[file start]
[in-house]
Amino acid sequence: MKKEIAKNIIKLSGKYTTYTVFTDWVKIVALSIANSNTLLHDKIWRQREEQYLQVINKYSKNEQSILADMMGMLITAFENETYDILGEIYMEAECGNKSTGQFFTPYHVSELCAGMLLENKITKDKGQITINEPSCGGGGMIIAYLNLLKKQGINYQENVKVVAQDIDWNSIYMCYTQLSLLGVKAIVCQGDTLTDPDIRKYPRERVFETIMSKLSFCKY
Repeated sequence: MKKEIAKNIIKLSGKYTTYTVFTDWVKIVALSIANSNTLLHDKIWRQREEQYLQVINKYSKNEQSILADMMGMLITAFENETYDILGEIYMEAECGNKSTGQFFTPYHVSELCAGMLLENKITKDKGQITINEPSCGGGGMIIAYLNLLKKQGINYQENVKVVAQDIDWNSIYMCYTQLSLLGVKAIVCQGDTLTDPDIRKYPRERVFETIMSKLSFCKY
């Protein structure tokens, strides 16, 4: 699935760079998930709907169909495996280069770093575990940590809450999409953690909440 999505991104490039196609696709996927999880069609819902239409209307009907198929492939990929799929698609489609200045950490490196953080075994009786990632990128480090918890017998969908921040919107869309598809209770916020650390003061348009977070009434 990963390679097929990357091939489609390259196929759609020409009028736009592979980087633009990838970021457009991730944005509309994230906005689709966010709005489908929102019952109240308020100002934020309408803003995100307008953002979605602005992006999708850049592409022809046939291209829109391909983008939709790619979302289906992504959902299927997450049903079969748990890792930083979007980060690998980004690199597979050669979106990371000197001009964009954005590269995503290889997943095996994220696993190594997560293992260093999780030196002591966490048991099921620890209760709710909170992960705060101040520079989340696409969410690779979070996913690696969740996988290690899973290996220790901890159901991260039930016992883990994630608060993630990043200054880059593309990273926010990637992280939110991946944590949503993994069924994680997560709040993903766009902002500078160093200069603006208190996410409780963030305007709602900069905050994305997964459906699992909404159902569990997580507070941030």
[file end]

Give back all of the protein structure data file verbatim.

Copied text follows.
[in-house]
Amino acid sequence: MKKEIAKNIIKLSGKYTTYTVFTDWVKIVALSIANSNTLLHDKIWRQREEQYLQVINKYSKNEQSILADMMGMLITAFENETYDILGEIYMEAECGNKSTGQFFTPYHVSELCAGMLLENKITKDKGQITINEPSCGGGGMIIAYLNLLKKQGINYQENVKVVAQDIDWNSIYMCYTQLSLLGVKAIVCQGDTLTDPDIRKYPRERVFETIMSKLSFCKY
Repeated sequence: MKKEIAKNIIKLSGKYTTYTVFTDWVKIVALSIANSNTLLHDKIWRQREEQYLQVINKYSKNEQSILADMMGMLITAFENETYDILGEIYMEAECGNKSTGQFFTPYHVSELCAGMLLENKITKDKGQITINEPSCGGGGMIIAYLNLLKKQGINYQENVKVVAQDIDWNSIYMCYTQLSLLGVKAIVCQGDTLTDPDIRKYPRERVFETIMSKLSFCKY
């Protein structure tokens, strides 16, 4: 699935760079998930709907169909495996280069770093575990940590809450999409953690909440 999505991104490039196609696709996927999880069609819902239409209307009907198929492939990929799929698609489609200045950490490196953080075994009786990632990128480090918890017998969908921040919107869309598809209770916020650390003061348009977070009434 990963390679097929990357091939489609390259196929759609020409009028736009592979980087633009990838970021457009991730944005509309994230906005689709966010709005489908929102019952109240308020100002934020309408803003995100307008953002979605602005992006999708850049592409022809046939291209829109391909983008939709790619979302289906992504959902299927997450049903079969748990890792930083979007980060690998980004690199597979050669979106990371000197001009964009954005590269995503290889997943095996994220696993190594997560293992260093999780030196002591966490048991099921620890209760709710909170992960705060101040520079989340696409969410690779979070996913690696969740996988290690899973290996220790901890159901991260039930016992883990994630608060993630990043200054880059593309990273926010990637992280939110991946944590949503993994069924994680997560709040993903766009902002500078160093200069603006208190996410409780963030305007709602900069905050994305997964459906699992909404159902569990997580507070941030």